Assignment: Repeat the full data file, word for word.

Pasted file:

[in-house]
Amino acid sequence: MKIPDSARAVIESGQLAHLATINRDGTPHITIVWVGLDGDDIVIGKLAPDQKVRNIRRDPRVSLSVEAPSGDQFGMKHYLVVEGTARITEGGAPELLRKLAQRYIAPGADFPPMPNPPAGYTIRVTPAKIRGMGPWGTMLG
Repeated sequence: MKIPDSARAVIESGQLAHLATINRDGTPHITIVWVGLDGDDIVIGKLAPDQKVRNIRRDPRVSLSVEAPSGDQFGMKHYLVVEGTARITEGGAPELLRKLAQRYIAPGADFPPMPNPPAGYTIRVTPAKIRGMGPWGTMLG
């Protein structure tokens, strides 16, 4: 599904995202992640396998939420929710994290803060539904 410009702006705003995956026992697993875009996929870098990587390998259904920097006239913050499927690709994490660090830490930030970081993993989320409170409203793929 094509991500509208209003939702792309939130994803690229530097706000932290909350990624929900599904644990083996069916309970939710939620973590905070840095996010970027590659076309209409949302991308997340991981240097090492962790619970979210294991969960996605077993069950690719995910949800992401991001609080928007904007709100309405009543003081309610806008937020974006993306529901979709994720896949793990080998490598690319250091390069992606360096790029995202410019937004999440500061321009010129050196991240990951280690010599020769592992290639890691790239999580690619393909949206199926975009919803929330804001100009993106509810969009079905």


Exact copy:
[in-house]
Amino acid sequence: MKIPDSARAVIESGQLAHLATINRDGTPHITIVWVGLDGDDIVIGKLAPDQKVRNIRRDPRVSLSVEAPSGDQFGMKHYLVVEGTARITEGGAPELLRKLAQRYIAPGADFPPMPNPPAGYTIRVTPAKIRGMGPWGTMLG
Repeated sequence: MKIPDSARAVIESGQLAHLATINRDGTPHITIVWVGLDGDDIVIGKLAPDQKVRNIRRDPRVSLSVEAPSGDQFGMKHYLVVEGTARITEGGAPELLRKLAQRYIAPGADFPPMPNPPAGYTIRVTPAKIRGMGPWGTMLG
């Protein structure tokens, strides 16, 4: 599904995202992640396998939420929710994290803060539904 410009702006705003995956026992697993875009996929870098990587390998259904920097006239913050499927690709994490660090830490930030970081993993989320409170409203793929 094509991500509208209003939702792309939130994803690229530097706000932290909350990624929900599904644990083996069916309970939710939620973590905070840095996010970027590659076309209409949302991308997340991981240097090492962790619970979210294991969960996605077993069950690719995910949800992401991001609080928007904007709100309405009543003081309610806008937020974006993306529901979709994720896949793990080998490598690319250091390069992606360096790029995202410019937004999440500061321009010129050196991240990951280690010599020769592992290639890691790239999580690619393909949206199926975009919803929330804001100009993106509810969009079905």